Nothing was transpiring as she had
When she'd extended the invitation to T'Pol and her … companion, T'Les had expected events would play out in a specific sequence: the commander, in an effort to ensure she thought highly of him, would graciously decline, thus trapping her daughter in a web of familial duty that would ensure T'Les had the opportunity to convince her daughter of the illogical decision she'd made. When Commander Tucker instead appeared alongside T'Pol at the starport instead, dressed not as a Starfleet officer but as a civilian, T'Les had legitimately experienced a flash of panic. She knew little about the needs of a human! Could he even survive the thinner air of her homeworld? Here, on Earth, it was a struggle for her to keep from choking – Soval had wryly referred to it as drowning in soup, which she had to admit was an apt if admittedly macabre analogy – so she suspected that Tucker would experience similar difficulties on Vulcan.
Still, he was adequately pleasant and personable with her during their long transit, maintaining a distance that was completely at odds with what she had been prepared for. The commander seemed intelligent and wise enough to give her the distance she found necessary to acclimatize to his presence. According to the crew of the transport, he was also quite competent with regards to his chosen field. When their reactor faltered due to overuse – thanks to the radical reshuffling of the Vulcan fleet, there were apparently an insufficient number of talented engineers available to ensure proper maintenance – Mister Tucker assumed command of the repairs at once, directing the transport's crew expertly and handling the worst of the damage himself. The one time he displayed emotion was when the transport commander attempted to countermand his instructions, but T'Pol had promptly interjected herself at that point. Her rank was superior to the ship captain, which allowed her to displace him until they reached Vulcan.
Ahead of schedule despite what should have apparently been crippling damage.
Once on Vulcan, Mister Tucker had alternated his time in briefings at Fleet Command – through several of her associates at the Science Academy, T'Les had learned that he refused Starfleet's attempt to appoint him legal counsel and instead answered every single question posed to him that was of a technical nature; there were even rumors he'd offered several suggestions for upgrades to standard designs that were being evaluated for efficacy – or with T'Pol, touring the planet with great interest. When he was in her home, T'Les found him to be an unexpectedly appealing guest. He helped with the cleaning, repaired certain of her appliances that had begun to fail, and, in general, was as unobtrusive as possible. There was only one real negative aspect to him that continued to haunt T'Les.
She liked him.
T'Les could only admit that strange emotional reaction to herself while in the privacy of her own room, but it was utterly undeniable. He was pleasant, intelligent, and very obviously cherished T'Pol with an intensity T'Les had never before witnessed. Had he been a Vulcan, she would have been quite pleased that her daughter had chosen such an individual as her life partner.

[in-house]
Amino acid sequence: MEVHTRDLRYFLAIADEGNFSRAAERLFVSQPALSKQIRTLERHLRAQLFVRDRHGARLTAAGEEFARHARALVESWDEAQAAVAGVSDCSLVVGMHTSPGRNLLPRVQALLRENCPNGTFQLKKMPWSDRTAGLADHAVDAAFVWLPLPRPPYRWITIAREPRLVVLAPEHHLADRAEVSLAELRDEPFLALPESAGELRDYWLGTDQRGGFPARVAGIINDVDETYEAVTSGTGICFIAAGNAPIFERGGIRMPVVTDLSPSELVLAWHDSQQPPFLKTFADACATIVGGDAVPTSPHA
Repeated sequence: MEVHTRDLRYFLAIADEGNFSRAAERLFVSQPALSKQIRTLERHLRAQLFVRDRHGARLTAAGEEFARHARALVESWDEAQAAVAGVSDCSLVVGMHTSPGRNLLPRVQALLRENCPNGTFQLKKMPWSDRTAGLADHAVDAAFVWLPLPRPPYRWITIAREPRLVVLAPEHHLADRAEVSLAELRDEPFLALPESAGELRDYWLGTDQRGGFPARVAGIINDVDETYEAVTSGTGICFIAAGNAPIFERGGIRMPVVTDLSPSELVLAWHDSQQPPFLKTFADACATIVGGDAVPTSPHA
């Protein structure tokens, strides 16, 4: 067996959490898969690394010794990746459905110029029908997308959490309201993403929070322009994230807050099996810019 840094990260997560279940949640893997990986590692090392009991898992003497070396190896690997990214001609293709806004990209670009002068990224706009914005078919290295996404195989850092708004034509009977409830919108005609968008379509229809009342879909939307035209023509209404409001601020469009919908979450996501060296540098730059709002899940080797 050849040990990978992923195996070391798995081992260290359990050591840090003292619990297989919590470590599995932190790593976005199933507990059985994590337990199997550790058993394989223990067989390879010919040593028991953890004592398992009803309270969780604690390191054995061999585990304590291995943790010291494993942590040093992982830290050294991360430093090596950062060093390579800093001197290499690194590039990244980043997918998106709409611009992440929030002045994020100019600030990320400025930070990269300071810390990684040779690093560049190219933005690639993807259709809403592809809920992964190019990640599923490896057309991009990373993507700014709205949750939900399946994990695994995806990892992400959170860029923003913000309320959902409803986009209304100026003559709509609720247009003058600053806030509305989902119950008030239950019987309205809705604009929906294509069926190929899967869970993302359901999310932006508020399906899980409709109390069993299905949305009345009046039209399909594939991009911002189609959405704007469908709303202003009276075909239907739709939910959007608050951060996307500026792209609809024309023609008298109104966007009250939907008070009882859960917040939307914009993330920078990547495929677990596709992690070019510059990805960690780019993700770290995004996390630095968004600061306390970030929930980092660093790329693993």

Unfortunately, he was not Vulcan and, while T'Les herself was learning to look past such a minor flaw in his existence, there were many who could not. Over the last several weeks, as Mister Tucker and T'Pol had done an exceptional job of convincing her that perhaps her concerns were misplaced, the unwanted scrutiny that the two received from other Vulcans began to wear on them. Curiously, it was not Mister Tucker who was the more uncomfortable of the two, but rather T'Pol. The flashes of emotion that were now so close to the surface appeared more and more frequently, and each time they did, T'Pol drew even more attention. It all added up to a terrible realization: Vulcan was no longer T'Pol's home.
None of that mattered at the moment, however, and T'Les had pushed all of her concerns away as she strove for her whitespace. The formal Writ of Demand from Kolak had arrived early and, even now, sat unopened on the floor before her. She knew what was within – Kolak had petitioned a senior arbiter of justice to ensure that T'Pol lived up to her part in the marriage contract which had been arranged so very long ago. It mattered not to him that Koss had no desire to wed T'Pol – according to everything T'Les had been able to learn, he was quite content in his relationship with Junior Diplomatic Attaché T'Pel, which likely meant he too was being pressured into this – or that T'Les had already made the proper restitution to his family for a broken contract. She should have anticipated this. Former Minister Kolak was one of the very few of V'Las' regime who had not been imprisoned and now he was likely seeking any means to hold onto power. T'Pol was well known among their people and tying his family to her was … logical.
But still, it offended her sense of morality.
If Kolak was as desperate as T'Les feared, the Writ would be worded in such a way that any attempt to circumvent it outside the Challenge would result in T'Les forfeiting all of her assets as well as her reputation. She felt the first hints of rage crack the icy control she had spent a lifetime erecting and fought to contain it. No, she did not entirely approve of her daughter's … relationship with Mister Tucker – Charles, she told herself; his name was Charles – but by Surak, it was T'Pol's choice!
"Mother." T'Les could hear the same rage she was experiencing in T'Pol's voice and she opened her eyes. Exactly as she feared, her daughter stood in the doorway, an unsealed Writ of Demand in one hand and open fury on her face. "You have read this … drivel?" T'Les raised an eyebrow.
"I have not," she replied, somehow managing to maintain her own control. "Though I suspect I know what is within."
"I will not bond with that male," T'Pol hissed, her eyes hot. "I already have a mate!" T'Les raised an eyebrow at that.
"T'Pol," she began, but her daughter had already whirled away and stormed out. By the time T'Les managed to reach her feet, T'Pol had already departed through the front door.
To her surprise, however, T'Les discovered Mister Tucker was still here.